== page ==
NeMLA 2022 Session on Detective Fiction

Maria Plochocki's picture
Call for Papers
June 30, 2021 to September 30, 2021
Maryland, United States
Subject Fields: 
Cultural History / Studies, Humanities, Literature, Philosophy, Popular Culture Studies
NeMLA (the NorthEastern Modern Language Association) will be holding its next conference 10 - 13 Mar., 2022, in Baltimore, MD, featuring a wide array of sessions of various formats on languages, literatures, pedagogy, and related topics. Review the full CFP below; the deadline to submit abstracts is 30 Sept.:
I'm convening the below session:

So What (Else) Is New?: Detective Fiction in the Post-truth Era

That nothing can be assumed or known for sure has long been a trope of detective fiction: the good guy (or gal) often turns out not to be; neither do/es the most obvious or expected suspect/s. In the timeline of detective fiction, this tendency has become more pronounced: Golden-Age detectives, managing to nab their suspect, all appearances to the contrary notwithstanding, and noir detectives doing the same, even though their work is not as restorative or reaffirming of order and reason (which are often not there to begin with), have been replaced by detectives who are often foiled in some way. The resolution they provide may come too late or reveal other mysteries, even evils, beyond their capacities or otherwise out of their sphere of influence; sometimes, the mystery outlives the detective or their deductive capacity, like Colin Dexter’s Insp. Morse, who dies having solved a mystery which turns out to be merely one of many in The Remorseful Day, or Henning Mankell’s Wallander, whose story ends with his Alzheimer’s diagnosis in The Troubled Man.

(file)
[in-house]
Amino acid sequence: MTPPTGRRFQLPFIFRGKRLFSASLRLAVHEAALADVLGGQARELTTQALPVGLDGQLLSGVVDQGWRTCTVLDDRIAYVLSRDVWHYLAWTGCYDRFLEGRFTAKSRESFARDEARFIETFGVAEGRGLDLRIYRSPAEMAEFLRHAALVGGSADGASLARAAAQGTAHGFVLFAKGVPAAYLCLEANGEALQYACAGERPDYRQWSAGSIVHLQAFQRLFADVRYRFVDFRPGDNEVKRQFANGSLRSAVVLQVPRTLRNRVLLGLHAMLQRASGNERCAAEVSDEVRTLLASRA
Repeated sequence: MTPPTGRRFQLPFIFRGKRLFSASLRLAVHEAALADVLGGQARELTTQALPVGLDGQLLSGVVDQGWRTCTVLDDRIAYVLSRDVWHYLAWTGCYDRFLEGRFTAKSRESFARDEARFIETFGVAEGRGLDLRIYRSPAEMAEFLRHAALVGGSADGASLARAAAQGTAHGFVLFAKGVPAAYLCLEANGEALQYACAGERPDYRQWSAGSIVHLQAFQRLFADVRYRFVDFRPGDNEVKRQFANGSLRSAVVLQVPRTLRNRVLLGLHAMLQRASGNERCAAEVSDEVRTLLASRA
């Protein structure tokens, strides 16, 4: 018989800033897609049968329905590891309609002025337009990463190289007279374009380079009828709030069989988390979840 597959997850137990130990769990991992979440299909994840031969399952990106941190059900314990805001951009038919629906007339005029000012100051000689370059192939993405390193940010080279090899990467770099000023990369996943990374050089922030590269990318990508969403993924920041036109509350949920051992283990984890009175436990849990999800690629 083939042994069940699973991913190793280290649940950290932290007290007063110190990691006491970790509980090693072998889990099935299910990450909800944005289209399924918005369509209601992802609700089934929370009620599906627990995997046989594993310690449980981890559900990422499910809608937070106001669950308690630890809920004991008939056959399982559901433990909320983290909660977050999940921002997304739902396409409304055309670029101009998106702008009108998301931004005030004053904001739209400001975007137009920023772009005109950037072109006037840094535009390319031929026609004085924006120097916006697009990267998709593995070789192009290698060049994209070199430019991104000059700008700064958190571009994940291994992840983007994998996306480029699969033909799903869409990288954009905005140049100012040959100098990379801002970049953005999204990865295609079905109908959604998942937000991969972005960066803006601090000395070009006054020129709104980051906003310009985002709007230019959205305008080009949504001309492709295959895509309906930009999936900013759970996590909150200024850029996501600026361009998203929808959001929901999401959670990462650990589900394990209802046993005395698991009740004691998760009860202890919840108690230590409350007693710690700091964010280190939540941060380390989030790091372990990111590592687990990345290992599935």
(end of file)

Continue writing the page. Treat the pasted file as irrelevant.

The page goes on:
More recent scholarship contextualises the genre in the post-truth, false-news world, where even the possibility of verifying a solution against some external reality is questionable. Truth is a construct of media and other powers or (eventually) altogether irrelevant, victim to our shrinking attention span or the b___s___ mindset identified in the early aughts. Where does this leave present-day detectives? How do they grapple with the (more than) possibility that any solution they provide, no matter the cost and other personal investment, will be covered up because it embarrasses or inconveniences someone in power? Or forgotten/ otherwise lost sight of? How does this scenario differ from the noir detectives of Chandler and Hammett? Papers addressing these questions, esp. specific case studies, are sought for this session.
Here's the link to the session description and to submit an abstract:
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Maria Plochocki

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